Reedie: Athletes should take 'comfort' from WADA's anti-doping fight. Photo: Daniel Kopatsch/EPA

PYEONGCHANG – Every effort has been made in the anti-doping fight to create fair competition at the Pyeongchang Winter Olympics, the head of the World Anti-Doping Agency (WADA) said Thursday.

Sir Craig Reedie told reporters he hoped pre-Games doping controls “will give the athletes comfort they are in a fair and honest competition.”

Some 17,000 samples have been tested in pre-Games controls in the seven winter sports since last April and up to January 31, while around 2,500 blood and urine tests are planned during the Games.

An independent team is in Pyeongchang to observe the effectiveness of the anti-doping regime during the Games.

“Every effort has been made to create a proper playing field for the athletes,” he said.

As the Games began with qualifying events Thursday ahead of Friday's opening ceremony, the International Olympic Committee was waiting on a ruling by the Court of Arbitration for Sport (CAS) on an appeal by 60 Russians hoping to take part in Pyeongchang as neutrals.

Thirteen more Russians including six athletes appealed to CAS on Thursday, joining 47 whose appeals were already being heard by the tribunal's ad hoc division at the Games.

“If the CAS takes the decision Russian athletes are entitled to take part that decision will have to be handled by those responsible for it,” Reedie said.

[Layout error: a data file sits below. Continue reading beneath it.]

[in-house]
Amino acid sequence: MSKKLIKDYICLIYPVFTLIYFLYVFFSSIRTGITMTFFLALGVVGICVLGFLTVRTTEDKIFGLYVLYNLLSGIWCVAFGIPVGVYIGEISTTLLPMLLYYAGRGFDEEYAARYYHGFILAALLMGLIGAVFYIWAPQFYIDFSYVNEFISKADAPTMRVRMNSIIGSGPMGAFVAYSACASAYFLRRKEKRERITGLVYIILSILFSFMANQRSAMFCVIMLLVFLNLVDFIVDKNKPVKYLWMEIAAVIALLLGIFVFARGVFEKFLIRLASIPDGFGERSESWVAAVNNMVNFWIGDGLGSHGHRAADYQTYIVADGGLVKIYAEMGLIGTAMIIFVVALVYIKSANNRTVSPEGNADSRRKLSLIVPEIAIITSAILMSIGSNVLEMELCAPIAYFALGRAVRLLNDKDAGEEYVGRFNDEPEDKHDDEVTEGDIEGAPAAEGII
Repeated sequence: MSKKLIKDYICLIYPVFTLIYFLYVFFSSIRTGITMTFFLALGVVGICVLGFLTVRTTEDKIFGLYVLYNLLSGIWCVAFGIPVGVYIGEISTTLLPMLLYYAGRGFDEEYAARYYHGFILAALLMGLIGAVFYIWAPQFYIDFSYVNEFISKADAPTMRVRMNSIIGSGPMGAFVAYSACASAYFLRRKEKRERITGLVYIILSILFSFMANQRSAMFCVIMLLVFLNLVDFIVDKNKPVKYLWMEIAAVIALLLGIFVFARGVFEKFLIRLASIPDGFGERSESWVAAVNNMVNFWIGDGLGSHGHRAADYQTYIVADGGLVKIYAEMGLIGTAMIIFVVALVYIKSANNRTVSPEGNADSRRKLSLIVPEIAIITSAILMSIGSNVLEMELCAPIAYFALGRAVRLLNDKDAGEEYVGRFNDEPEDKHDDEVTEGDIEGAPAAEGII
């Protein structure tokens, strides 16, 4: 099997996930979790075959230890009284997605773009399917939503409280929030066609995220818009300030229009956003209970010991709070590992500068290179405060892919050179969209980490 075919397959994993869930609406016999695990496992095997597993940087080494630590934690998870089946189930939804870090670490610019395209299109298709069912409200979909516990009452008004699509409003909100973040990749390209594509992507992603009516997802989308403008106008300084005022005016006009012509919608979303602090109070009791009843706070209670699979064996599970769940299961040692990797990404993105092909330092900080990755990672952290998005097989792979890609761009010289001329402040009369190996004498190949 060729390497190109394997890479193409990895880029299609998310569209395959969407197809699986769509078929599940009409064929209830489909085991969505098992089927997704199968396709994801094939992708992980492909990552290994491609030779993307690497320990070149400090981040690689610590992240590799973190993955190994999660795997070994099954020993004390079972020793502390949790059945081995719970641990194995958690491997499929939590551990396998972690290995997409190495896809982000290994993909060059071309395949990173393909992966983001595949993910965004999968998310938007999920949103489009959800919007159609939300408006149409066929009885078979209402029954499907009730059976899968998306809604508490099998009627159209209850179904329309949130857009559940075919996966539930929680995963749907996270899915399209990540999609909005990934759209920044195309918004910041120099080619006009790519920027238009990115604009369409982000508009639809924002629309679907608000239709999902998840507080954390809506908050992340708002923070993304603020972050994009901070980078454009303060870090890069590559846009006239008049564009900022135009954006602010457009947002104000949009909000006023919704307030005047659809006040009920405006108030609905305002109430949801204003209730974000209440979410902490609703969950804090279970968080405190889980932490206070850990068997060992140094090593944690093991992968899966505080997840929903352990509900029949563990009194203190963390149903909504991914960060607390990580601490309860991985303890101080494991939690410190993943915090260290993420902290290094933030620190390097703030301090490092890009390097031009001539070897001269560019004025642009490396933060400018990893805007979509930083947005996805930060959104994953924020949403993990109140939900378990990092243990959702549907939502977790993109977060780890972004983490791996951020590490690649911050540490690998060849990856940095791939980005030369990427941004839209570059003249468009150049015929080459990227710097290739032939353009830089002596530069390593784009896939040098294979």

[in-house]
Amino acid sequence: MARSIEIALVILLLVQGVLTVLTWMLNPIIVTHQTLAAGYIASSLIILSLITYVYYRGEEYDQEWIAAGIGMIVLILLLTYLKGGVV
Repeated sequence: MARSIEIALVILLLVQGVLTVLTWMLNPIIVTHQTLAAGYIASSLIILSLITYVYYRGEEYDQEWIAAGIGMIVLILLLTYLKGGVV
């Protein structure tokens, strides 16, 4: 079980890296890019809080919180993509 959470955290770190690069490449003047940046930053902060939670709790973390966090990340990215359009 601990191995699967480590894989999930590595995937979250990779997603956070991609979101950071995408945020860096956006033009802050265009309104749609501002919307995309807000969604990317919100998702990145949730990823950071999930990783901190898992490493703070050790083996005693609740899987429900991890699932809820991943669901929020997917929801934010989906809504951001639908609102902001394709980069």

The CAS case is part of the fall-out from doping practices in Russia and at the Sochi 2014 Games exposed by WADA's independent investigator Richard McLaren.

The Russian anti-doping agency RUSADA remains suspended as it is still not compliant with the WADA code following the doping scandal.

Russia has failed to fulfil two reinstatement criteria - public recognition of McLaren on systematic doping and lack of access to the doping test samples of the Moscow anti-doping laboratory.

Reedie said he could understand the frustration of athletes with current developments concerning the Russian appeals but said clean athletes should have better protection in view of WADA's strengthened capacity to investigate doping.

“In the whole history of anti-doping, athletes want answers, they want action and they want it now,” he said. “Athletes wanted a proper compliance situation. We now have a set of regulations to cover their back better than we could before.”

RUSADA has meanwhile made “lots of progress on a number of fronts” and hopefully will become compliant in a few months “when the dust settles” after Pyeongchang, Reedie said.

In its anti-doping fight, WADA is hoping to increase its annual budget of 30 million dollars by 50 per cent to 45 million. Half the funding comes from national governments with the rest matched by the IOC.

Anti-doping efforts have not led to any governments refusing WADA funding. “After the last 18 months there is an increased belief in governments they should face up their obligations,” Reedie said.